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5 things to know for Mo. legislative session

January 8, 2014 at 6:49 a.m. | Updated January 8, 2014 at 6:49 a.m.


Associated Press

JEFFERSON CITY, Mo. (AP) -- A variety of issues await Missouri lawmakers returning Wednesday to the state Capitol for the 2014 legislative session. The session runs through mid-May. Here are five things to know about the Missouri legislative session:

  1. FORMALITIES -- Little legislative heavy lifting is expected on opening day. The House and Senate convene at noon and are likely to spend the first day with formalities. No legislators require swearing-in, and House Speaker Tim Jones and Senate President Pro Tem Tom Dempsey were elected to two-year tenures at the start of the 2013 session. Committee assignments also remain in place from the 2013 session.

  2. MONEY AND SCHOOLS -- The Republican-led Legislature plans to try again at enacting an income tax cut after their proposal last year was vetoed by Democratic Gov. Jay Nixon. Disagreement also has arisen about how much money is available for the state budget taking effect July 1. Legislative budget leaders have said they agreed to an estimate without Nixon and that the governor wanted a higher number. Nixon already has said his budget will include tens of millions of dollars focused on higher education. Dempsey has made addressing a student transfer law for unaccredited districts a key priority. About 2,000 students already have transferred from their home districts near St. Louis and more could follow suit in Kansas City. Jones would like to prohibit payment of union fees as a condition for employment.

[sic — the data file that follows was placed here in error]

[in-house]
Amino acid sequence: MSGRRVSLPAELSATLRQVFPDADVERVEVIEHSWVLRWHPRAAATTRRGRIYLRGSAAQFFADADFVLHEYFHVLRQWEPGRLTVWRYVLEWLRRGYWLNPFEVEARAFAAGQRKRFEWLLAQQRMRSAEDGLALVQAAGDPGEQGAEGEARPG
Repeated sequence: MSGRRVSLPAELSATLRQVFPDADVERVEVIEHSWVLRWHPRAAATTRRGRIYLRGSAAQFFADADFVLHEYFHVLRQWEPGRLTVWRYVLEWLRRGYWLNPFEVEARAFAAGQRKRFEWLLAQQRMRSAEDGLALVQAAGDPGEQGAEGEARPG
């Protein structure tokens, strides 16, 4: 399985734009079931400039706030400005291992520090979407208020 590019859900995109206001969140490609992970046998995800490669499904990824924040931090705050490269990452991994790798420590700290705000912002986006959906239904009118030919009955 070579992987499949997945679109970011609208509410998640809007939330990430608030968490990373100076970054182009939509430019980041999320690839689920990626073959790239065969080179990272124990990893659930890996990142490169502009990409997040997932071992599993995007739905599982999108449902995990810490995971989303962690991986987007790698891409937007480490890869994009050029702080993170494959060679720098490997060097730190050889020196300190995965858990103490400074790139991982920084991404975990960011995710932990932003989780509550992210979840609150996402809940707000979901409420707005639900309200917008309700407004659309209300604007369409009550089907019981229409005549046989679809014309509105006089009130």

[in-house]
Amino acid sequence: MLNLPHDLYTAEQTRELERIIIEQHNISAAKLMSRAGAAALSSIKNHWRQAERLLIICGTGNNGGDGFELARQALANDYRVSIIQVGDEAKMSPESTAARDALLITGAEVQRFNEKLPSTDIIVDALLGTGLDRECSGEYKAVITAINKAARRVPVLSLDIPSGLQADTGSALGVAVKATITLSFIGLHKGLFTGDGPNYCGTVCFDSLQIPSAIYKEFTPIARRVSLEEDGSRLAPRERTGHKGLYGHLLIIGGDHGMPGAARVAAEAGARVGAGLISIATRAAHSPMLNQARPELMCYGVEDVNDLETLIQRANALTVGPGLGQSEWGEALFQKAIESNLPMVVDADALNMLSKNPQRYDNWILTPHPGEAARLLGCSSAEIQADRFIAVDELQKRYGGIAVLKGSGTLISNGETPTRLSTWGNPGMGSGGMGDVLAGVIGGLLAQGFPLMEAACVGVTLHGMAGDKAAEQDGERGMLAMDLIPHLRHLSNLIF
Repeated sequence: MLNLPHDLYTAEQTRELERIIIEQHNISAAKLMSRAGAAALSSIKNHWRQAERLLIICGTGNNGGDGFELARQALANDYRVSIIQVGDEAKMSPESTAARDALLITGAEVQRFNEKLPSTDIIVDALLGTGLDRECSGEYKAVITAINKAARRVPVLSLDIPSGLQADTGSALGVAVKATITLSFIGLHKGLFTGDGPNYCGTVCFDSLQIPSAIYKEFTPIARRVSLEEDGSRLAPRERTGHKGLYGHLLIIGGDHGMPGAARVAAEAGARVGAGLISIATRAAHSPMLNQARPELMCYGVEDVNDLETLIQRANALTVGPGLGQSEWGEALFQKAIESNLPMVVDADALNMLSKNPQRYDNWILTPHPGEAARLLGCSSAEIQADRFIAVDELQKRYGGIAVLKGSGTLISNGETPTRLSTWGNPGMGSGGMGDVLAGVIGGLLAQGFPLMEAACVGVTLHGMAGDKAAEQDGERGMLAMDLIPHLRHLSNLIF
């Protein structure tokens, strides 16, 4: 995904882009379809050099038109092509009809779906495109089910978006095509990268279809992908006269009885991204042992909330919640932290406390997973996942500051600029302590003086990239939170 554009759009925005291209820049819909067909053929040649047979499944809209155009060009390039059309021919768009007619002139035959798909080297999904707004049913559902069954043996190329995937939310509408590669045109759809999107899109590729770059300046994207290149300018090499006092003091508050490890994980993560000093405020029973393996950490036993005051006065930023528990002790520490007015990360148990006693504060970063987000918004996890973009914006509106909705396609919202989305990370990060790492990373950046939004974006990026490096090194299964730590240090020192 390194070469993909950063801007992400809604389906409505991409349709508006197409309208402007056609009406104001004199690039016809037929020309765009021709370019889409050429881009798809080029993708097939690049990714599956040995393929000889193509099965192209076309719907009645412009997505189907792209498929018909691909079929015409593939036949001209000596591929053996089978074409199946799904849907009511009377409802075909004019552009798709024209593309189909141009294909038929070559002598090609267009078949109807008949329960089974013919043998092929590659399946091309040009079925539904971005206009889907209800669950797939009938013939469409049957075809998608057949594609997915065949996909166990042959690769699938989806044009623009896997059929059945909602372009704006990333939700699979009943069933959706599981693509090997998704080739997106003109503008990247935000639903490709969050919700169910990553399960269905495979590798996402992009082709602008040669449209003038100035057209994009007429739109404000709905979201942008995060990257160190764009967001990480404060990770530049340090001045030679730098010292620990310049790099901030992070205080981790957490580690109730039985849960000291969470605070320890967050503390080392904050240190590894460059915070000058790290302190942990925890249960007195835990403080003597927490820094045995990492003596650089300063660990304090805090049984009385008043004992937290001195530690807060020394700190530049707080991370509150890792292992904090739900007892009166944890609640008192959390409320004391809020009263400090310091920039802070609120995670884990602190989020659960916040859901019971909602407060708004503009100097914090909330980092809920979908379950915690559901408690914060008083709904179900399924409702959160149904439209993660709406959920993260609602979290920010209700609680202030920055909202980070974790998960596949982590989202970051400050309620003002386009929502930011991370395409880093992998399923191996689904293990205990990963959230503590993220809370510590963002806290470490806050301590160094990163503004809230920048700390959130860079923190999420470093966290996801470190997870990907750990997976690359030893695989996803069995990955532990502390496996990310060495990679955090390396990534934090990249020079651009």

3. THE CALENDAR -- Legislative hearings can begin once the session starts. Nixon is to release his budget recommendations and deliver his State of the State speech on Jan. 21. The next benchmark is a weeklong break in March that has marked the session's traditional halfway point. After spring break will come crunch time and deadlines: May 9 for passage of a state budget and May 16 to pass legislation.

  4. PARTISAN IMBALANCES -- Republicans hold overwhelming majorities in the Senate and House but no longer can count upon a veto-proof supermajority in the House because one GOP member left for Congress and a second resigned after he was appointed to the state parole board. House Republicans hold a 108-52 majority with three vacancies. The GOP controls the state Senate by a veto-proof 24-9 margin with one vacancy.

  5. THE POLITICS -- Many lawmakers will be able to kick off their next political campaigns during the legislative session. Candidacy filling runs Feb. 25 to March 25. One House Democrat is planning to skip re-election to run for state auditor. Legislative term limits mean others will be barred from remaining in their current chamber. Three senators and 10 House members cannot seek re-election to their current seats.


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